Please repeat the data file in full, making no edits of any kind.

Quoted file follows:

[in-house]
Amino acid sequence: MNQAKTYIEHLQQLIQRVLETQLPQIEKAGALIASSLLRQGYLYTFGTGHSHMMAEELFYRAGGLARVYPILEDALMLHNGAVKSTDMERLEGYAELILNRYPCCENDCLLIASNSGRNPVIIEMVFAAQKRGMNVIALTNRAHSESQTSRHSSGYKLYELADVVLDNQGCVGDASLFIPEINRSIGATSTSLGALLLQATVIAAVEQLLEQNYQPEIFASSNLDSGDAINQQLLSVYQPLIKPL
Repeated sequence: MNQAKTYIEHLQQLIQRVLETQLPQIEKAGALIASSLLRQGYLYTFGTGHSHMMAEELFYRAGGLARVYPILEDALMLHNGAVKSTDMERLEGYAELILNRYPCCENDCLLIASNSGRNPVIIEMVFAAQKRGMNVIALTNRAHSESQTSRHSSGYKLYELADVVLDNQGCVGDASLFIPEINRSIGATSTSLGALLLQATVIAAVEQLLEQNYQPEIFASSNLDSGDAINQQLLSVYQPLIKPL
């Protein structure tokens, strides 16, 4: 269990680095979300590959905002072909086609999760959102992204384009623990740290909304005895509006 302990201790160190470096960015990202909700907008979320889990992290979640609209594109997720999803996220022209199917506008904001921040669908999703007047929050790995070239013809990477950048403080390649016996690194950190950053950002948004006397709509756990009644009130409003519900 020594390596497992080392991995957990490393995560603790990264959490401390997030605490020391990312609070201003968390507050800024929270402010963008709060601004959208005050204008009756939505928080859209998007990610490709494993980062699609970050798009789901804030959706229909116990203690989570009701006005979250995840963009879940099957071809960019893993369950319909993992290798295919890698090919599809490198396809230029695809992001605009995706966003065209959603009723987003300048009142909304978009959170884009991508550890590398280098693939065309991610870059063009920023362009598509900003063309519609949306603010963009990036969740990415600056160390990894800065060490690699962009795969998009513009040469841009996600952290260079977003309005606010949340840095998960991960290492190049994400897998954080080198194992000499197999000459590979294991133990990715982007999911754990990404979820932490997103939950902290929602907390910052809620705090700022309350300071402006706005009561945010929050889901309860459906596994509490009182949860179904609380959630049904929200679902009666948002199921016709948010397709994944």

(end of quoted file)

[in-house]
Amino acid sequence: MNQAKTYIEHLQQLIQRVLETQLPQIEKAGALIASSLLRQGYLYTFGTGHSHMMAEELFYRAGGLARVYPILEDALMLHNGAVKSTDMERLEGYAELILNRYPCCENDCLLIASNSGRNPVIIEMVFAAQKRGMNVIALTNRAHSESQTSRHSSGYKLYELADVVLDNQGCVGDASLFIPEINRSIGATSTSLGALLLQATVIAAVEQLLEQNYQPEIFASSNLDSGDAINQQLLSVYQPLIKPL
Repeated sequence: MNQAKTYIEHLQQLIQRVLETQLPQIEKAGALIASSLLRQGYLYTFGTGHSHMMAEELFYRAGGLARVYPILEDALMLHNGAVKSTDMERLEGYAELILNRYPCCENDCLLIASNSGRNPVIIEMVFAAQKRGMNVIALTNRAHSESQTSRHSSGYKLYELADVVLDNQGCVGDASLFIPEINRSIGATSTSLGALLLQATVIAAVEQLLEQNYQPEIFASSNLDSGDAINQQLLSVYQPLIKPL
């Protein structure tokens, strides 16, 4: 269990680095979300590959905002072909086609999760959102992204384009623990740290909304005895509006 302990201790160190470096960015990202909700907008979320889990992290979640609209594109997720999803996220022209199917506008904001921040669908999703007047929050790995070239013809990477950048403080390649016996690194950190950053950002948004006397709509756990009644009130409003519900 020594390596497992080392991995957990490393995560603790990264959490401390997030605490020391990312609070201003968390507050800024929270402010963008709060601004959208005050204008009756939505928080859209998007990610490709494993980062699609970050798009789901804030959706229909116990203690989570009701006005979250995840963009879940099957071809960019893993369950319909993992290798295919890698090919599809490198396809230029695809992001605009995706966003065209959603009723987003300048009142909304978009959170884009991508550890590398280098693939065309991610870059063009920023362009598509900003063309519609949306603010963009990036969740990415600056160390990894800065060490690699962009795969998009513009040469841009996600952290260079977003309005606010949340840095998960991960290492190049994400897998954080080198194992000499197999000459590979294991133990990715982007999911754990990404979820932490997103939950902290929602907390910052809620705090700022309350300071402006706005009561945010929050889901309860459906596994509490009182949860179904609380959630049904929200679902009666948002199921016709948010397709994944």